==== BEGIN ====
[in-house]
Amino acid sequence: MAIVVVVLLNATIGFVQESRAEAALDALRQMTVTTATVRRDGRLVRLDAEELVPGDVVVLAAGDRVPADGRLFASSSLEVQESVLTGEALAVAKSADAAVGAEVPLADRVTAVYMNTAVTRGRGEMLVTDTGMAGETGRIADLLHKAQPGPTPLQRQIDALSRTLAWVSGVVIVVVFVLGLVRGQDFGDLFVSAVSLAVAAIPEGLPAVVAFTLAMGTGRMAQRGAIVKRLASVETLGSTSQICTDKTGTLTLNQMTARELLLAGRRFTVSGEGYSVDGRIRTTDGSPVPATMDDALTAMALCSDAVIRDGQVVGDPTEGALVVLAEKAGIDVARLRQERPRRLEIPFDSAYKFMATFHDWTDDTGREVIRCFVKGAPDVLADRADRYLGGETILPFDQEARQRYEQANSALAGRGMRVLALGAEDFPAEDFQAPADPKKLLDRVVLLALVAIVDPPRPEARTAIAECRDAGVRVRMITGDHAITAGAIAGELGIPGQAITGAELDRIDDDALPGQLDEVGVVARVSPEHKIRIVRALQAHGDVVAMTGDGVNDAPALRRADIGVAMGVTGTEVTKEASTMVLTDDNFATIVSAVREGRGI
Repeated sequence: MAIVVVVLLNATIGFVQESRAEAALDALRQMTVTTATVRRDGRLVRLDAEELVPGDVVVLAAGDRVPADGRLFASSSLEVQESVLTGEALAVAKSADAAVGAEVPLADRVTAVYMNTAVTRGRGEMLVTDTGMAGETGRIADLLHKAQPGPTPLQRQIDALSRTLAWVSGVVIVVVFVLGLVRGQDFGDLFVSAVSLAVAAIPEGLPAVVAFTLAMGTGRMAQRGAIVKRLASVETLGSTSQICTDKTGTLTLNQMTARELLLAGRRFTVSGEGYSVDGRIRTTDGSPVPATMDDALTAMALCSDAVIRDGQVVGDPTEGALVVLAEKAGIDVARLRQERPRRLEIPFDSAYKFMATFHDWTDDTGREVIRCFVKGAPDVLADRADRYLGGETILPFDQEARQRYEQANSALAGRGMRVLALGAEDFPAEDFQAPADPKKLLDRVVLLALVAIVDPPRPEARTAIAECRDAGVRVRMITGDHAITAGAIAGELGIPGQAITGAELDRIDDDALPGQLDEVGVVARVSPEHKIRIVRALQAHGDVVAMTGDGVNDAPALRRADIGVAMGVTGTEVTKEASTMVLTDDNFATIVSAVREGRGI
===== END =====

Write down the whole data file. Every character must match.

[in-house]
Amino acid sequence: MAIVVVVLLNATIGFVQESRAEAALDALRQMTVTTATVRRDGRLVRLDAEELVPGDVVVLAAGDRVPADGRLFASSSLEVQESVLTGEALAVAKSADAAVGAEVPLADRVTAVYMNTAVTRGRGEMLVTDTGMAGETGRIADLLHKAQPGPTPLQRQIDALSRTLAWVSGVVIVVVFVLGLVRGQDFGDLFVSAVSLAVAAIPEGLPAVVAFTLAMGTGRMAQRGAIVKRLASVETLGSTSQICTDKTGTLTLNQMTARELLLAGRRFTVSGEGYSVDGRIRTTDGSPVPATMDDALTAMALCSDAVIRDGQVVGDPTEGALVVLAEKAGIDVARLRQERPRRLEIPFDSAYKFMATFHDWTDDTGREVIRCFVKGAPDVLADRADRYLGGETILPFDQEARQRYEQANSALAGRGMRVLALGAEDFPAEDFQAPADPKKLLDRVVLLALVAIVDPPRPEARTAIAECRDAGVRVRMITGDHAITAGAIAGELGIPGQAITGAELDRIDDDALPGQLDEVGVVARVSPEHKIRIVRALQAHGDVVAMTGDGVNDAPALRRADIGVAMGVTGTEVTKEASTMVLTDDNFATIVSAVREGRGI
Repeated sequence: MAIVVVVLLNATIGFVQESRAEAALDALRQMTVTTATVRRDGRLVRLDAEELVPGDVVVLAAGDRVPADGRLFASSSLEVQESVLTGEALAVAKSADAAVGAEVPLADRVTAVYMNTAVTRGRGEMLVTDTGMAGETGRIADLLHKAQPGPTPLQRQIDALSRTLAWVSGVVIVVVFVLGLVRGQDFGDLFVSAVSLAVAAIPEGLPAVVAFTLAMGTGRMAQRGAIVKRLASVETLGSTSQICTDKTGTLTLNQMTARELLLAGRRFTVSGEGYSVDGRIRTTDGSPVPATMDDALTAMALCSDAVIRDGQVVGDPTEGALVVLAEKAGIDVARLRQERPRRLEIPFDSAYKFMATFHDWTDDTGREVIRCFVKGAPDVLADRADRYLGGETILPFDQEARQRYEQANSALAGRGMRVLALGAEDFPAEDFQAPADPKKLLDRVVLLALVAIVDPPRPEARTAIAECRDAGVRVRMITGDHAITAGAIAGELGIPGQAITGAELDRIDDDALPGQLDEVGVVARVSPEHKIRIVRALQAHGDVVAMTGDGVNDAPALRRADIGVAMGVTGTEVTKEASTMVLTDDNFATIVSAVREGRGI